And more cancellations

The featured image is from our time in Yorkshire last year.

Speaking with Jackie the supervisor of Matt’s house today I found that she and I are on the same page with regard to being more cautious about community interactions for Matt than the Ability Centre’s current policy. Therefore, she is happy to arrange for Matt to come to us for lunch on Thursday, transported by one of her staff. Plus possibly on Saturday evening. All good.

We had Matt’s first NDIS planning meeting today. It took about 1.5 hours and doesn’t involve much work for me as Stephanie Keepa (definitely a keepa) will take care of all the paperwork for us. She mainly wanted to pick our brains today about Matt’s activities and interests.

Stephen’s Pirates of Penzance has been cancelled. They had a full cast rehearsal on Sunday afternoon and when they were assembled they were told of the cancellation. We have found out today that Trinity School for Seniors has been suspended (no more French classes) until further notice and that the Eco Fest where Working Voices Choir was going to sing on Sunday has been cancelled. No decision has been made about WVC rehearsals.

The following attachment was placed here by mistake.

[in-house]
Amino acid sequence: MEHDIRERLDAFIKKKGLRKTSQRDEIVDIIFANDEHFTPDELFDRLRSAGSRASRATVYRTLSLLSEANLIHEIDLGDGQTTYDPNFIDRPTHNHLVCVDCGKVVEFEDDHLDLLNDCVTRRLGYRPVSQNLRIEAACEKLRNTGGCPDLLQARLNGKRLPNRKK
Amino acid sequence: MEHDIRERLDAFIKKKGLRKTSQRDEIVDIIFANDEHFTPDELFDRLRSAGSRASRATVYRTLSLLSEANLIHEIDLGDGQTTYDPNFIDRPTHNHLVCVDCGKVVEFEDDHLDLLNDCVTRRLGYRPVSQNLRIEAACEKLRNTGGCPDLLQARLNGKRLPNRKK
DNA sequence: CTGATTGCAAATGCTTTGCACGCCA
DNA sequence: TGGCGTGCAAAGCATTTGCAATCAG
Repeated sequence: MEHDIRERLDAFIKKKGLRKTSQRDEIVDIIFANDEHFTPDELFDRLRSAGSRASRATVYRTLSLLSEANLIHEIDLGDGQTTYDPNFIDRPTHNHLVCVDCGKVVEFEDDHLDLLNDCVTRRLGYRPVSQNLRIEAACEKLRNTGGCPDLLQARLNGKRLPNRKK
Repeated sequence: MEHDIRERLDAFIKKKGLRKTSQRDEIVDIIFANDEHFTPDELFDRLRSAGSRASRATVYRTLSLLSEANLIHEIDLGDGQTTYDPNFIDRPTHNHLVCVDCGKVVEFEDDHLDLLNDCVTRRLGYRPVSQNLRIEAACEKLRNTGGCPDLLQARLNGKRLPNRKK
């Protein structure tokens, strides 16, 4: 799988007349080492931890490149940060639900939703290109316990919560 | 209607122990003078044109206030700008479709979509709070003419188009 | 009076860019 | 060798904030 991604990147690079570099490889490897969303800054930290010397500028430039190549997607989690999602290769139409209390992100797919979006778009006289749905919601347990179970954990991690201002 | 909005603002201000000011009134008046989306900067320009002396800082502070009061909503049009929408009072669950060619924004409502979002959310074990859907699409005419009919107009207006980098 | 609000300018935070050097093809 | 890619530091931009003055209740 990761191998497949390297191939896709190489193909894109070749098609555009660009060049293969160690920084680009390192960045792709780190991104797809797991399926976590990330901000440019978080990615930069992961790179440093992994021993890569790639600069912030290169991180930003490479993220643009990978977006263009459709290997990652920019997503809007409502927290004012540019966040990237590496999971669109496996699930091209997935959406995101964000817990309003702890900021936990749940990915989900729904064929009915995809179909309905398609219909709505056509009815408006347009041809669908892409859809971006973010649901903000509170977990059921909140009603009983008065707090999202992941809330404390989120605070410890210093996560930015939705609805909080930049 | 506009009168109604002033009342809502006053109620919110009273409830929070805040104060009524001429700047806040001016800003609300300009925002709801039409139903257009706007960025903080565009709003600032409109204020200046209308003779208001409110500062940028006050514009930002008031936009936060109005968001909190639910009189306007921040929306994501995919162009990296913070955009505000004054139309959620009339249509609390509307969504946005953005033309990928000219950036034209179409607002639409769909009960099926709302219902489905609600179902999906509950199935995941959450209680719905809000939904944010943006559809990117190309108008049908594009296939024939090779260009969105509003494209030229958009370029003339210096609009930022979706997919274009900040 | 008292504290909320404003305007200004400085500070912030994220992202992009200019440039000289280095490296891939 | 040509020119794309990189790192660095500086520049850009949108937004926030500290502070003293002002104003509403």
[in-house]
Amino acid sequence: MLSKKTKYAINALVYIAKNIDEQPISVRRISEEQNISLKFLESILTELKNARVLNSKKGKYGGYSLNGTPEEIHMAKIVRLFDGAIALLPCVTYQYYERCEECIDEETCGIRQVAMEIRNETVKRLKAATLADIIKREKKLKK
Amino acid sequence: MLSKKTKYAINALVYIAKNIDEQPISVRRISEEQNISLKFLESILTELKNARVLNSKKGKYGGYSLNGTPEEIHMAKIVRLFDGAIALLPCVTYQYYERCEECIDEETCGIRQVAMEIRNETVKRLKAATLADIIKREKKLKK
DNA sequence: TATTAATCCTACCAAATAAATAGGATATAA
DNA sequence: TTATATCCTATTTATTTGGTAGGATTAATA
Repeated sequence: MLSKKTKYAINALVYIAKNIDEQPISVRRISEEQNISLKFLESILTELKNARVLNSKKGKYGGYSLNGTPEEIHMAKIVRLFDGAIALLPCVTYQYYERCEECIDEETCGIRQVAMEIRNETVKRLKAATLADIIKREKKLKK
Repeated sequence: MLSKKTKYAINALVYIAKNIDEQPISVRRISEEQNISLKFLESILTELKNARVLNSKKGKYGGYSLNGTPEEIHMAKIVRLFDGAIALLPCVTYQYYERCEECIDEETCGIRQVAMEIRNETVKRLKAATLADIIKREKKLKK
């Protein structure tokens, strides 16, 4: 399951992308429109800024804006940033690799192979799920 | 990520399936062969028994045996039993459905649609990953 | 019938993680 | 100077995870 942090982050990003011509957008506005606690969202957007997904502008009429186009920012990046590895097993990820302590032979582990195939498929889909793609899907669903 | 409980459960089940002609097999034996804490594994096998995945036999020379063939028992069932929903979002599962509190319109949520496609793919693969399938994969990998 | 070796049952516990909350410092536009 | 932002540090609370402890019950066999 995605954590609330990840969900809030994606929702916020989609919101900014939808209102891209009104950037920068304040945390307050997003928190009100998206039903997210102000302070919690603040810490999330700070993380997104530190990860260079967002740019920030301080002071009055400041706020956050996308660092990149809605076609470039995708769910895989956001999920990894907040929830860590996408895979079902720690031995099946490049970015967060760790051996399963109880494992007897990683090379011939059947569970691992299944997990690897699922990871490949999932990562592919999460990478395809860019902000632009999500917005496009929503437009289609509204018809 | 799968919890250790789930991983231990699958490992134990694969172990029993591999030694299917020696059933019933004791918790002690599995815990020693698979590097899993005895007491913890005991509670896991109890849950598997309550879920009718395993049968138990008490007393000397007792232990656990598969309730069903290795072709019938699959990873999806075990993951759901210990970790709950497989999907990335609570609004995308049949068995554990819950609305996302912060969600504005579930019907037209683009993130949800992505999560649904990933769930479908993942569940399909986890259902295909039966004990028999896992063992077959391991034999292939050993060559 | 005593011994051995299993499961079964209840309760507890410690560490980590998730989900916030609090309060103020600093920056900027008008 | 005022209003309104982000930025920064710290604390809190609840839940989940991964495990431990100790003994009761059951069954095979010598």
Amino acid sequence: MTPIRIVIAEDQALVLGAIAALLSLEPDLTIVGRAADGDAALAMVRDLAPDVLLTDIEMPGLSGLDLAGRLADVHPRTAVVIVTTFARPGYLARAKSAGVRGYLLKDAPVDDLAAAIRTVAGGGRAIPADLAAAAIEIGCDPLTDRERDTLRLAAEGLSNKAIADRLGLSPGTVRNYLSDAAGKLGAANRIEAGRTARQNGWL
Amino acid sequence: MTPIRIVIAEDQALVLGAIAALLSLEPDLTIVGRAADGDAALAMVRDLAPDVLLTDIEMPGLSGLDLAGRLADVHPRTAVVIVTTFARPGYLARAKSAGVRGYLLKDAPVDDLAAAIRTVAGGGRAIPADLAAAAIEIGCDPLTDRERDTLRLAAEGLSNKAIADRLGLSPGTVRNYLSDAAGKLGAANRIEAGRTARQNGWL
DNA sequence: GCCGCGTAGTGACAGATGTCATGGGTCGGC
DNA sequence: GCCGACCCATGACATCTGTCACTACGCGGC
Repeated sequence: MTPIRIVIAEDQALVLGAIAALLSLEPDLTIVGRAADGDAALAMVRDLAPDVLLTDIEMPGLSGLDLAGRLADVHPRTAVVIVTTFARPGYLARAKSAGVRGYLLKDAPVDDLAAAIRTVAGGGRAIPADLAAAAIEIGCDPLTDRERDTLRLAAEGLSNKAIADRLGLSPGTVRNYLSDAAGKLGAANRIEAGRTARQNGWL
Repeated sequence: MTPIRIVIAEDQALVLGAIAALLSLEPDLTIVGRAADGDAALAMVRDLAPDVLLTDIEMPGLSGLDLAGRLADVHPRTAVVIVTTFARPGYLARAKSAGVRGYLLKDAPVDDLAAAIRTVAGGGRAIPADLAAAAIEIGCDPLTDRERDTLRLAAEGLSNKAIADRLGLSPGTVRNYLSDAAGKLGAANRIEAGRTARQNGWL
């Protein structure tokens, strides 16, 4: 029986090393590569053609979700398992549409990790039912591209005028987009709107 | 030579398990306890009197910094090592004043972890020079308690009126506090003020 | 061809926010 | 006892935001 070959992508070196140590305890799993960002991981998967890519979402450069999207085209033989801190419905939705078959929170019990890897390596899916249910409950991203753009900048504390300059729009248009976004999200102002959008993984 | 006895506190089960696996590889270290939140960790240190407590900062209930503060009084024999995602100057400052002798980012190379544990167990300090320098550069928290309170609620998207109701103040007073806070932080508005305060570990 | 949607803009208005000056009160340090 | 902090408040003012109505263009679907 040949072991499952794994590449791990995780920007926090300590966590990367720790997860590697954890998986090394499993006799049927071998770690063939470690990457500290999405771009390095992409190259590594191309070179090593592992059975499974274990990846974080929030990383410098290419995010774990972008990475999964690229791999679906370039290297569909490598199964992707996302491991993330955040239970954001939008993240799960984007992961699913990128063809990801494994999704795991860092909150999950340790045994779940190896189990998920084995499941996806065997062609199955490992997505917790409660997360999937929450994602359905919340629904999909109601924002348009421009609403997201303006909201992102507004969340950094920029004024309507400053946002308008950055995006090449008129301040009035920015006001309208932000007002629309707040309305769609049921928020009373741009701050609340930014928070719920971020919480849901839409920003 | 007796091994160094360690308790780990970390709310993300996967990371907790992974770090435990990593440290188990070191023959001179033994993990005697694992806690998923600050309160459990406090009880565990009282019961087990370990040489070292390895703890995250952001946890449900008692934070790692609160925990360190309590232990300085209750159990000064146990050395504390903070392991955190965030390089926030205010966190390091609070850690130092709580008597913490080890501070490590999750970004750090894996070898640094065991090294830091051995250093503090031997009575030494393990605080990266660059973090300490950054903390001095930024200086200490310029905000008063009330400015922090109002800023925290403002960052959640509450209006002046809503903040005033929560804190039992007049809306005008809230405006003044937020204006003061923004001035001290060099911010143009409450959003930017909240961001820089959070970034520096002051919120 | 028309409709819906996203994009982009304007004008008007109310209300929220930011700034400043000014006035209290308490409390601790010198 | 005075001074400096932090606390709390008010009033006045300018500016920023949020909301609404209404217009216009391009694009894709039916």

The cancellation of Pirates has left a huge hole in Stephen’s life (3 rehearsals a week ending abruptly) and will take time to get over. It seems particularly hard as this is the first G&S production he would have been in for 30 years.

I spoke with both of my sisters today, we are all bearing up well and wondering if we have enough toilet paper (joking). But, we are not really worried for ourselves, just wondering how to deal with restrictions on our lives. Music, getting out into nature, watching TV, cleaning the house (actually forget that one), all come to mind as alternative activities.

What I meant to add is that if the social distancing works and we don’t get a bad outbreak in Western Australia no one will be thankful. They will just complain that they went through restrictions for nothing. It’s like the fact that Australia avoided recession in the 2008 financial crisis. Measures were put in place, and despite mistakes being made, it worked and we were one of the few countries to escape. Well, let them complain, I say. It’s better than overwhelming our health system with a spike in cases.



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